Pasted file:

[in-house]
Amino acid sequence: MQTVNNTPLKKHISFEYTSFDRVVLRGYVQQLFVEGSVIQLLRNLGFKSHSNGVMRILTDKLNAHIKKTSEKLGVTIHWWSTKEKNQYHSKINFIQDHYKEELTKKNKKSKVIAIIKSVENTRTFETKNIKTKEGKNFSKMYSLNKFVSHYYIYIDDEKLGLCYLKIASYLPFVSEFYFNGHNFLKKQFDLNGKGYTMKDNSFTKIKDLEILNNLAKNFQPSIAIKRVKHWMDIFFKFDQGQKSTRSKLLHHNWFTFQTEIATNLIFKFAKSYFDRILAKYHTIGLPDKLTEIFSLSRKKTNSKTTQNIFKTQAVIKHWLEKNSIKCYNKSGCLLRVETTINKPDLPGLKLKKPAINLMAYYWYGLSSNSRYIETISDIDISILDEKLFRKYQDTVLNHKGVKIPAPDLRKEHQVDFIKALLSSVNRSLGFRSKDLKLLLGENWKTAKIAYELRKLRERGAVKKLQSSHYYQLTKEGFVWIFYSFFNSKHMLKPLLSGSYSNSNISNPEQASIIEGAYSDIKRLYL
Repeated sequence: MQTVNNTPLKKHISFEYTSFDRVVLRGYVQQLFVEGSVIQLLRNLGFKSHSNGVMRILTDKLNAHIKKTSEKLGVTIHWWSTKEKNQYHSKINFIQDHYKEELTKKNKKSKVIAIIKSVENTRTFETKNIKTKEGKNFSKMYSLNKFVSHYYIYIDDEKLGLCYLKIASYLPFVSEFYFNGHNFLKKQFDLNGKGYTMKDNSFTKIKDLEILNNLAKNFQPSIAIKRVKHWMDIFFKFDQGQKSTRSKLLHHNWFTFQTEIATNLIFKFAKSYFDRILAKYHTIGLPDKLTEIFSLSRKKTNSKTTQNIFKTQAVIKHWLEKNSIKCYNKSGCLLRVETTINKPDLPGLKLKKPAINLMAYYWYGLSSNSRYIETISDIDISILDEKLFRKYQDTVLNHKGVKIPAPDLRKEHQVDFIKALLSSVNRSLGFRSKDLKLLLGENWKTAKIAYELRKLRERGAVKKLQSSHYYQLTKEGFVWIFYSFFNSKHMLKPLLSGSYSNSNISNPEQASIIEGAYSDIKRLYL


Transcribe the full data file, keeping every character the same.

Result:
[in-house]
Amino acid sequence: MQTVNNTPLKKHISFEYTSFDRVVLRGYVQQLFVEGSVIQLLRNLGFKSHSNGVMRILTDKLNAHIKKTSEKLGVTIHWWSTKEKNQYHSKINFIQDHYKEELTKKNKKSKVIAIIKSVENTRTFETKNIKTKEGKNFSKMYSLNKFVSHYYIYIDDEKLGLCYLKIASYLPFVSEFYFNGHNFLKKQFDLNGKGYTMKDNSFTKIKDLEILNNLAKNFQPSIAIKRVKHWMDIFFKFDQGQKSTRSKLLHHNWFTFQTEIATNLIFKFAKSYFDRILAKYHTIGLPDKLTEIFSLSRKKTNSKTTQNIFKTQAVIKHWLEKNSIKCYNKSGCLLRVETTINKPDLPGLKLKKPAINLMAYYWYGLSSNSRYIETISDIDISILDEKLFRKYQDTVLNHKGVKIPAPDLRKEHQVDFIKALLSSVNRSLGFRSKDLKLLLGENWKTAKIAYELRKLRERGAVKKLQSSHYYQLTKEGFVWIFYSFFNSKHMLKPLLSGSYSNSNISNPEQASIIEGAYSDIKRLYL
Repeated sequence: MQTVNNTPLKKHISFEYTSFDRVVLRGYVQQLFVEGSVIQLLRNLGFKSHSNGVMRILTDKLNAHIKKTSEKLGVTIHWWSTKEKNQYHSKINFIQDHYKEELTKKNKKSKVIAIIKSVENTRTFETKNIKTKEGKNFSKMYSLNKFVSHYYIYIDDEKLGLCYLKIASYLPFVSEFYFNGHNFLKKQFDLNGKGYTMKDNSFTKIKDLEILNNLAKNFQPSIAIKRVKHWMDIFFKFDQGQKSTRSKLLHHNWFTFQTEIATNLIFKFAKSYFDRILAKYHTIGLPDKLTEIFSLSRKKTNSKTTQNIFKTQAVIKHWLEKNSIKCYNKSGCLLRVETTINKPDLPGLKLKKPAINLMAYYWYGLSSNSRYIETISDIDISILDEKLFRKYQDTVLNHKGVKIPAPDLRKEHQVDFIKALLSSVNRSLGFRSKDLKLLLGENWKTAKIAYELRKLRERGAVKKLQSSHYYQLTKEGFVWIFYSFFNSKHMLKPLLSGSYSNSNISNPEQASIIEGAYSDIKRLYL